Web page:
I’ve seen your comment more than an hour ago and have been thinking about it and Sherry’s comment earlier. It’s that part about David, I think. Yes, I’m happy that I’ve finally managed to express and tell something about what he is and has been for me over the years. And I’m glad that you too have come across “a few davids” in your life – of people who have been selfless and have been a significant factor in making life better for others.

  5. Howdy Matt,

    Good to hear from you again and good friend David.
    Take care of your health, have healthy lifestyle and fresh green vegetables daily plus plenty of fruits too.
    Pls visit my other blog ;http://captslonghouse.blogspot.com/ as to how am learning to start loving my body again ! hahaha!
    Dah tua tua ini Matt,,,,kena jaga badan-lah,,,kita sakit sendiri kena tanggong.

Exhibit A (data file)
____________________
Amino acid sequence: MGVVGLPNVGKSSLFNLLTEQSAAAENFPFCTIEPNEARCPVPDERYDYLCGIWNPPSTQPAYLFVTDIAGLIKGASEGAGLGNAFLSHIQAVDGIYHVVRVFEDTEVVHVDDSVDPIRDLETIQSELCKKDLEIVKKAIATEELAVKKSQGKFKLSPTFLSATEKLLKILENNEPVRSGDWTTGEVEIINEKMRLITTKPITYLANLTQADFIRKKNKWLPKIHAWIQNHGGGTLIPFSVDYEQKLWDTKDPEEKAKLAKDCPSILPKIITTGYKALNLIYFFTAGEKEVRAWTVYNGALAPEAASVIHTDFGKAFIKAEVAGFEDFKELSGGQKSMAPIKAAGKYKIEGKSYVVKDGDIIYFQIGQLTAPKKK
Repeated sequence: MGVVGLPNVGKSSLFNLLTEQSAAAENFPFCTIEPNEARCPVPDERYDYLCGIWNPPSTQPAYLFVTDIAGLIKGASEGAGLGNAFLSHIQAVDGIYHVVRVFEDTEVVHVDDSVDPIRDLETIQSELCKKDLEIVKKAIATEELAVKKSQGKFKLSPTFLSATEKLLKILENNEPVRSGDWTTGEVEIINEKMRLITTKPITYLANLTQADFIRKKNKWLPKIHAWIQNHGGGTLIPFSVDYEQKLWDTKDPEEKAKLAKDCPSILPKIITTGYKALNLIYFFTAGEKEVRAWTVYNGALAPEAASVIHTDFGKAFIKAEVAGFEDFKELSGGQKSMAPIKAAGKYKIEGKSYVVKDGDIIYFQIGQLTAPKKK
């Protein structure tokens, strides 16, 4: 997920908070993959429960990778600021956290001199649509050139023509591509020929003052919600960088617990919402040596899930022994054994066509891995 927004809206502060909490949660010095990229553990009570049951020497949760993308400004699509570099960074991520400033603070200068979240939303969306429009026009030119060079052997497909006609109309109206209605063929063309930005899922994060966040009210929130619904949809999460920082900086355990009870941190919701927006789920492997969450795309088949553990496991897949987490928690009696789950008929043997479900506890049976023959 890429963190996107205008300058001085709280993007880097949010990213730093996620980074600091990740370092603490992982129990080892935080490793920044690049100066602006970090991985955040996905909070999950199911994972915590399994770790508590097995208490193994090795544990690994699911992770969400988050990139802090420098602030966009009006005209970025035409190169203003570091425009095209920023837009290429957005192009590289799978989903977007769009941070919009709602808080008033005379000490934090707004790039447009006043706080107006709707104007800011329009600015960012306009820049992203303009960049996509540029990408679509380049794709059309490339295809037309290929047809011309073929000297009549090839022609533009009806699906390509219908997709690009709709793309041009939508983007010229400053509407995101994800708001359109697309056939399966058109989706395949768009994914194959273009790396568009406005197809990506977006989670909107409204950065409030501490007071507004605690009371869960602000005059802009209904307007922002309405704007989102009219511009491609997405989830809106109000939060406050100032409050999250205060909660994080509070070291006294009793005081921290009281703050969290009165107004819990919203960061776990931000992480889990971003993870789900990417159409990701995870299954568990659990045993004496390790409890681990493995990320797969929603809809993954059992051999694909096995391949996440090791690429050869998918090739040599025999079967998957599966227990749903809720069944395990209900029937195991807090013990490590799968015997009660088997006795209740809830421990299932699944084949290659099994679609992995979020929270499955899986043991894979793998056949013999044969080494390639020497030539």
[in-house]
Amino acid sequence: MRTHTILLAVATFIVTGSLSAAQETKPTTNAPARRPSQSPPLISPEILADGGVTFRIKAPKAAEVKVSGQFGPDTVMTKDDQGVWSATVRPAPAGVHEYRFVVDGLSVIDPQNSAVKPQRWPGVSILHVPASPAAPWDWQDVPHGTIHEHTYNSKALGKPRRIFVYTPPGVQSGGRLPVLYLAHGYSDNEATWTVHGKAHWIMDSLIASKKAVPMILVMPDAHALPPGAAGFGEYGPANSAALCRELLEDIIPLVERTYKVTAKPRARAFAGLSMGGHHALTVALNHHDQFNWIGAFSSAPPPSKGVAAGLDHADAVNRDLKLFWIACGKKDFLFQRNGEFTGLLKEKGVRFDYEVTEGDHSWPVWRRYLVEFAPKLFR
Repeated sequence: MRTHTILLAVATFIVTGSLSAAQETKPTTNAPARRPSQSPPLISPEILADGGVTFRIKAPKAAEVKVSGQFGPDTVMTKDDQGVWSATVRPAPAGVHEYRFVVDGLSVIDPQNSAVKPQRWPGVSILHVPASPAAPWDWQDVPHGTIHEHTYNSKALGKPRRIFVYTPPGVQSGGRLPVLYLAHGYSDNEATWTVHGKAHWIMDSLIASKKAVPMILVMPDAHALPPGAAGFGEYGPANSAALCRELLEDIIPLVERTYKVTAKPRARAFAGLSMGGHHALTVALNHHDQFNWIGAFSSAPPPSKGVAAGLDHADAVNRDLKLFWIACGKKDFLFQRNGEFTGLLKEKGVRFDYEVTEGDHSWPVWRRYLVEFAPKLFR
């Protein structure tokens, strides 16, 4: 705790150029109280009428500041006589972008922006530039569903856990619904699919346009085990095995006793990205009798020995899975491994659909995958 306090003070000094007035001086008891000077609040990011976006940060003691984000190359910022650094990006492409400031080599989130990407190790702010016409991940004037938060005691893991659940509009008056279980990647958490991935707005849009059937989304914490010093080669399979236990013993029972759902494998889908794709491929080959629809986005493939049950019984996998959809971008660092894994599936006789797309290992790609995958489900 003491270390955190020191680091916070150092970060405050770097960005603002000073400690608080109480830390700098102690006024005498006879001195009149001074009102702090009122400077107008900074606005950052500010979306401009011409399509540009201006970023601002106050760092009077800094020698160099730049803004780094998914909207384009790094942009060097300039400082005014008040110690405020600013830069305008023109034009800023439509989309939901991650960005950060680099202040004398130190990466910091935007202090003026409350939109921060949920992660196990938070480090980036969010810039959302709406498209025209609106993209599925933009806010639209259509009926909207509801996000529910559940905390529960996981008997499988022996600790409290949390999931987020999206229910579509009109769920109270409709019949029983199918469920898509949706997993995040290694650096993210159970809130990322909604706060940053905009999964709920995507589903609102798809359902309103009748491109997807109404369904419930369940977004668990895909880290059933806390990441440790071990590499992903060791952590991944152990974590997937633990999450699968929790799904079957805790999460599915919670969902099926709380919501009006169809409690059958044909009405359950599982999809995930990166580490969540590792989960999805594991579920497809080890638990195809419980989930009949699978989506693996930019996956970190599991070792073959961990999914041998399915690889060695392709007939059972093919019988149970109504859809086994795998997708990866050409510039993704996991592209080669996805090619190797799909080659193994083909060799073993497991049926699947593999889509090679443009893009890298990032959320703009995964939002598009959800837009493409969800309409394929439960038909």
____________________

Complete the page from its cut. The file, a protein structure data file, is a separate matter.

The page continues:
My best advise is to advise myself-lah.


  6. Capt
    Thanks for visiting, Capt!
    Yes, I’m aware of your blog/s – previously I had thought there was only one, and had mistakenly thought “there were two of you”.

    Thank you, too, for the dietary guide here – I’m extremely interested in one of your posts that mentioned about removing gall stones the natural way. If I had heard it elsewhere, I would have had serious doubts!

    BTW I hope you – and others – do not mistaken the “unsolicited advice” I mentioned in the post above as advice and guidance like this. What I mean here are on things that “I obviously know better” but which some people somehow feel some sort of superiority about themselves and had felt the need to `advice me’… things like drug addiction, aspects of personal matters that include religion etc.

    This had happened when I was outside of Gambang onwards. For instance, MANY ustaz types often have this superiority complex, that “they know everything” – and especially when the listener has a drug record.